University City Schools Superintendent Sharonica L. Hardin-Bartley is a status-quo disrupter.
“The bravery she shows is unparalleled,” said Christina Groves, middle-school teacher and parent in the district. “It is very clear to those of us who care about the education of all children that the way we do school is not sustainable; it is not helping students grow, and it’s actually designed in many ways to keep the status quo. And Dr. Hardin-Bartley is not at all afraid to disrupt that.”
After Hardin-Bartley became superintendent in 2016, she led the district in drafting a strategic plan that aims to “humanize, personalize and problematize” the learning experience for their students. When she served on the Ferguson Commission’s Youth at the Center workgroup, Hardin-Bartley helped to write the commission’s recommendations for schools, specifically for addressing trauma. She is also a board member for Alive and Well Communities, a nonprofit that educates the region about trauma-informed practices.
Hardin-Bartley brought all that expertise to the table when collectively and collaboratively writing the district’s new plan.
So now when you have a conversation with district educators, it’s a whirlwind of acronyms and out-of-the-box-sounding programs. There’s T.L.I. — Transformational Leadership Institute — which trains teachers on how to build an environment where a “growth mindset” reigns.
There’s C.L.R. — Culturally and Linguistically Responsive Teaching and Learning, designed by Sharroky Hollie.
“For any district, it’s so important for the person at the helm to say: Remember that these are human beings, who are also going through lots of different things. And as a district we can’t necessarily address education unless we address them as whole beings,” said Lauren Wright-Jones, a district parent and U. City alumna.
“Since she’s been the superintendent, that has just transformed the way students get to feel in their learning environment and the way their needs are met and addressed each day.”
U. City students are also practicing mindfulness training and are holding restorative circles to resolve conflicts, which have decreased out-of-school suspensions.
“Making restorative practice and restorative justice an integral part of our educational system is something that’s very transformational,” said Kristine Hendrix, U. City Schools board member. “It gets the attention of people even outside of our community.”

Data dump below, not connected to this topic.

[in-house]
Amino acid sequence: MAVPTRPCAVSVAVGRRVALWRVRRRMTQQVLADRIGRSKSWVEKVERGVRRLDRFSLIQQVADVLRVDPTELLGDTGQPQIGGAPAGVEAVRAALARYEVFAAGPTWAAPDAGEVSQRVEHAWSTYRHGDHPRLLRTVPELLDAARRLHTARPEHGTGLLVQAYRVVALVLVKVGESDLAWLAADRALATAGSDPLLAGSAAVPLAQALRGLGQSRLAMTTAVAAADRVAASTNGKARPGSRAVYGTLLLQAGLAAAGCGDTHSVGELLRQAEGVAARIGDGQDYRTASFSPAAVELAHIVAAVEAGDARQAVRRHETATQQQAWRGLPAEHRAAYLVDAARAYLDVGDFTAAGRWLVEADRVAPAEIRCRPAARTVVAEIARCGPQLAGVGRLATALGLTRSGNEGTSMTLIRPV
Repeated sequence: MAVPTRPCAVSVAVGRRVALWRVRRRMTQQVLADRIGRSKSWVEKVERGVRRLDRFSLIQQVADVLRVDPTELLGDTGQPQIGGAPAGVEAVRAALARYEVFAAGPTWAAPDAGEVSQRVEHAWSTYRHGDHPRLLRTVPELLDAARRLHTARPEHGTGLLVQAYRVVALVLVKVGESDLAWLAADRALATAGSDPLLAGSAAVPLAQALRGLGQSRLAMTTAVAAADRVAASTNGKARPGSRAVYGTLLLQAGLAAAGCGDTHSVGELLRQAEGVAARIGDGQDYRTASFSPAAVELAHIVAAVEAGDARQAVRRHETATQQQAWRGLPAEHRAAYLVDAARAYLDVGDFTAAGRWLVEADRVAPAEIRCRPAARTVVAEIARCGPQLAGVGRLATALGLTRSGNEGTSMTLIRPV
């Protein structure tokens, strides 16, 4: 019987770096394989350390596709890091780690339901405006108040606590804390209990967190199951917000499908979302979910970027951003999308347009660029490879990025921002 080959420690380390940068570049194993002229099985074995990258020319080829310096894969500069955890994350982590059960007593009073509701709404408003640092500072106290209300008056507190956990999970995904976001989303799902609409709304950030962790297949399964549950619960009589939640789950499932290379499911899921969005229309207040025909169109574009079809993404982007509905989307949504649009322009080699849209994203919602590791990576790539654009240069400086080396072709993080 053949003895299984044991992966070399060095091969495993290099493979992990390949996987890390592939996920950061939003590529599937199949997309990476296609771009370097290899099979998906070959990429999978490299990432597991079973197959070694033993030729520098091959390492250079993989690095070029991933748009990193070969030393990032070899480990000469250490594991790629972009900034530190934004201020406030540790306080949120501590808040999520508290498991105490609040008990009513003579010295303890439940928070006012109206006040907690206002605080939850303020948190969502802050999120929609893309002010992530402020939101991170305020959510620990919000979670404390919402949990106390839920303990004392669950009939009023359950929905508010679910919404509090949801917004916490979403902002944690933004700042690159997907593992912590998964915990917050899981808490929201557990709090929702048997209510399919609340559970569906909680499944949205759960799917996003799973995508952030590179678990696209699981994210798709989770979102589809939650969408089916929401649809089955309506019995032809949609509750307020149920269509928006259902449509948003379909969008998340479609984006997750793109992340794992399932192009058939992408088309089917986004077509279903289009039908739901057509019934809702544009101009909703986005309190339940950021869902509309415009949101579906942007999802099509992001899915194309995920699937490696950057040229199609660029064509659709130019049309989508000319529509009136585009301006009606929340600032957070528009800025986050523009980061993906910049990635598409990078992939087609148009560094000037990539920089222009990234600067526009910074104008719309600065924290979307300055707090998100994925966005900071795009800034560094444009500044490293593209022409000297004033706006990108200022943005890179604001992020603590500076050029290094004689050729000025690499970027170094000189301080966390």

Hardin-Bartley grew up in North St. Louis and graduated from Lafayette High School. She earned her undergraduate degree in elementary education and special education from Harris-Stowe State University. She went on to earn her master’s degree in education administration from Saint Louis University and a Ph.D. in educational leadership and policy studies at the University of Missouri-St. Louis.
“I aim to be unflinching in my pursuit of excellence for all children,” Hardin-Bartley said. “We have to be brutally honest about our realities and understand where we are in order to determine where we’re going to go. The systems of oppression of inequality have plagued public schools systems for many, many years, and it’s going to take bold and ambitious action to disrupt those systems.”
She was previously the assistant superintendent for human resources and leadership development for the Ritenour School District. Prior to that, Hardin-Bartley had a 15-year career in St. Louis Public Schools. She is a regional and national speaker on integrating health and well-being, student equity, restorative practices and student voice in the school community. She was a principal writer on state guidelines for trauma-informed schools through the Missouri Department of Elementary and Secondary Education.
In March 2019, Hardin-Bartley received the New Superintendent of the Year Award for the St. Louis District by the Missouri Association of School Administrators.
And on Saturday, October 17, Hardin-Bartley will receive the 2020 Stellar Performer in Education Award at the St. Louis American Foundation’s Salute to Excellence in Education virtual gala.
The foundation will foster over $1.95 million in scholarships and grants this year for area youth and educators — a true tribute to the brave work of Hardin-Bartley and the other awardees.
Hendrix said Hardin-Bartley is especially deserving of the award because of her “human-centered approach” to responding to the COVID-19 pandemic.
“That is one of the greatest things that we can be doing right now,” Hendrix said. “Our board has so much trust and faith in the work that she’s doing, and we allowed her the space to create the climate that works best for children.”
The 33rd Annual Salute to Excellence in Education Scholarship & Awards Virtual Gala Weekend will be celebrated online as free virtual events on Friday and Saturday, October 16 and 17 on stlamerican.com, the St. Louis American’s Facebook page and YouTube channel. For additional details on how to participate, please visit givebutter.com/SaluteEdu.